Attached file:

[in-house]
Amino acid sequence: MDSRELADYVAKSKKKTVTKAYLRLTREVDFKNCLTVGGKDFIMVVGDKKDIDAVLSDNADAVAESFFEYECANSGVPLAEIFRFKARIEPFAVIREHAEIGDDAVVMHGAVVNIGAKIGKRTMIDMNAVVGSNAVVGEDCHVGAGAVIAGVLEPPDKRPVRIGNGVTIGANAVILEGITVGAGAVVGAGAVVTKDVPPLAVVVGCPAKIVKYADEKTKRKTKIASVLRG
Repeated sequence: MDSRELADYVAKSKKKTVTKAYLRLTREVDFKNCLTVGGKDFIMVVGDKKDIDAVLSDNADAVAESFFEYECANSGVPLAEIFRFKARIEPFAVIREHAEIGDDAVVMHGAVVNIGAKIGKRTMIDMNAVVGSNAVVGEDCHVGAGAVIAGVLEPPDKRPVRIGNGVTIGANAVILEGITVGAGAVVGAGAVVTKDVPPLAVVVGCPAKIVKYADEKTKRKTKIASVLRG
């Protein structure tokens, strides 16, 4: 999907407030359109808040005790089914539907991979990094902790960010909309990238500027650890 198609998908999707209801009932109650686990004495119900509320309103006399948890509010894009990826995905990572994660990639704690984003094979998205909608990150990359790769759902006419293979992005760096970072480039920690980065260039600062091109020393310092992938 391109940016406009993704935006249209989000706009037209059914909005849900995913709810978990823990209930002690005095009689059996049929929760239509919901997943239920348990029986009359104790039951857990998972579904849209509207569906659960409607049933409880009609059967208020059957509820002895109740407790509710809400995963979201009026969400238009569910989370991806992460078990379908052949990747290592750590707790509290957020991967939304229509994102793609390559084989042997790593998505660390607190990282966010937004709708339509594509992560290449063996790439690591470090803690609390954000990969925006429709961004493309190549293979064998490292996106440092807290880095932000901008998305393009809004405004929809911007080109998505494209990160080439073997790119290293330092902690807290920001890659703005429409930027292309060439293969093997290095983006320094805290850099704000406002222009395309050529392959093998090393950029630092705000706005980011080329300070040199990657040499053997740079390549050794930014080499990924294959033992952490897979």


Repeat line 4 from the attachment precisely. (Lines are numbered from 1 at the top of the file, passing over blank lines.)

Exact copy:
């Protein structure tokens, strides 16, 4: 999907407030359109808040005790089914539907991979990094902790960010909309990238500027650890 198609998908999707209801009932109650686990004495119900509320309103006399948890509010894009990826995905990572994660990639704690984003094979998205909608990150990359790769759902006419293979992005760096970072480039920690980065260039600062091109020393310092992938 391109940016406009993704935006249209989000706009037209059914909005849900995913709810978990823990209930002690005095009689059996049929929760239509919901997943239920348990029986009359104790039951857990998972579904849209509207569906659960409607049933409880009609059967208020059957509820002895109740407790509710809400995963979201009026969400238009569910989370991806992460078990379908052949990747290592750590707790509290957020991967939304229509994102793609390559084989042997790593998505660390607190990282966010937004709708339509594509992560290449063996790439690591470090803690609390954000990969925006429709961004493309190549293979064998490292996106440092807290880095932000901008998305393009809004405004929809911007080109998505494209990160080439073997790119290293330092902690807290920001890659703005429409930027292309060439293969093997290095983006320094805290850099704000406002222009395309050529392959093998090393950029630092705000706005980011080329300070040199990657040499053997740079390549050794930014080499990924294959033992952490897979």